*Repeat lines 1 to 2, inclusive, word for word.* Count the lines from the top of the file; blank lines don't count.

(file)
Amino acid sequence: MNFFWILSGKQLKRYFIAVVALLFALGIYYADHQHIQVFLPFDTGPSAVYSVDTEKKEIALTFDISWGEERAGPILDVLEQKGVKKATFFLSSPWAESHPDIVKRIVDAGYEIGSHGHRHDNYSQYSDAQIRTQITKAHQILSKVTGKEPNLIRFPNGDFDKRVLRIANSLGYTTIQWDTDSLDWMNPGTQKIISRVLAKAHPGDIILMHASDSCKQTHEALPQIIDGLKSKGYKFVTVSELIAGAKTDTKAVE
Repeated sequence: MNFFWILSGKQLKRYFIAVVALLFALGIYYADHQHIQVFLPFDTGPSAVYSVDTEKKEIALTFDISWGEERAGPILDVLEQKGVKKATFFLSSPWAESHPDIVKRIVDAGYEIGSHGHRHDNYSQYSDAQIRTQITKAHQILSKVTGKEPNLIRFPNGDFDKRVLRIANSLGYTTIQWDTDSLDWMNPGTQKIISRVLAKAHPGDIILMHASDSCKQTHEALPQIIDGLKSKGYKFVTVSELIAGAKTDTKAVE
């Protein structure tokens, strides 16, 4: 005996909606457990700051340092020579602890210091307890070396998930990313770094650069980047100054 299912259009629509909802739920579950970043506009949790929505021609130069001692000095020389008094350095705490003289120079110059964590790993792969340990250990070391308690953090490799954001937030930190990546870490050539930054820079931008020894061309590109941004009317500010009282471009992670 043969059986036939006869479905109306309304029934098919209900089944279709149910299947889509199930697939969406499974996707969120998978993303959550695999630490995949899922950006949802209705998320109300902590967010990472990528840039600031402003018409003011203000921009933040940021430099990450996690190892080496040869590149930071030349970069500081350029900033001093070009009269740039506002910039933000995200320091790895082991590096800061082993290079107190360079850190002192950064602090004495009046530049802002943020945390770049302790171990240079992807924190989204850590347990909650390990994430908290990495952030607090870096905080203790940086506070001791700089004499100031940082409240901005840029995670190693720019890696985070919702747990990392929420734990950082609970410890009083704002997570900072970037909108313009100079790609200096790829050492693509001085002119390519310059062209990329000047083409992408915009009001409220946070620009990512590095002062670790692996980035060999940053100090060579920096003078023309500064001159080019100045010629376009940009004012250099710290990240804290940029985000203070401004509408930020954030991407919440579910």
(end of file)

Amino acid sequence: MNFFWILSGKQLKRYFIAVVALLFALGIYYADHQHIQVFLPFDTGPSAVYSVDTEKKEIALTFDISWGEERAGPILDVLEQKGVKKATFFLSSPWAESHPDIVKRIVDAGYEIGSHGHRHDNYSQYSDAQIRTQITKAHQILSKVTGKEPNLIRFPNGDFDKRVLRIANSLGYTTIQWDTDSLDWMNPGTQKIISRVLAKAHPGDIILMHASDSCKQTHEALPQIIDGLKSKGYKFVTVSELIAGAKTDTKAVE
Repeated sequence: MNFFWILSGKQLKRYFIAVVALLFALGIYYADHQHIQVFLPFDTGPSAVYSVDTEKKEIALTFDISWGEERAGPILDVLEQKGVKKATFFLSSPWAESHPDIVKRIVDAGYEIGSHGHRHDNYSQYSDAQIRTQITKAHQILSKVTGKEPNLIRFPNGDFDKRVLRIANSLGYTTIQWDTDSLDWMNPGTQKIISRVLAKAHPGDIILMHASDSCKQTHEALPQIIDGLKSKGYKFVTVSELIAGAKTDTKAVE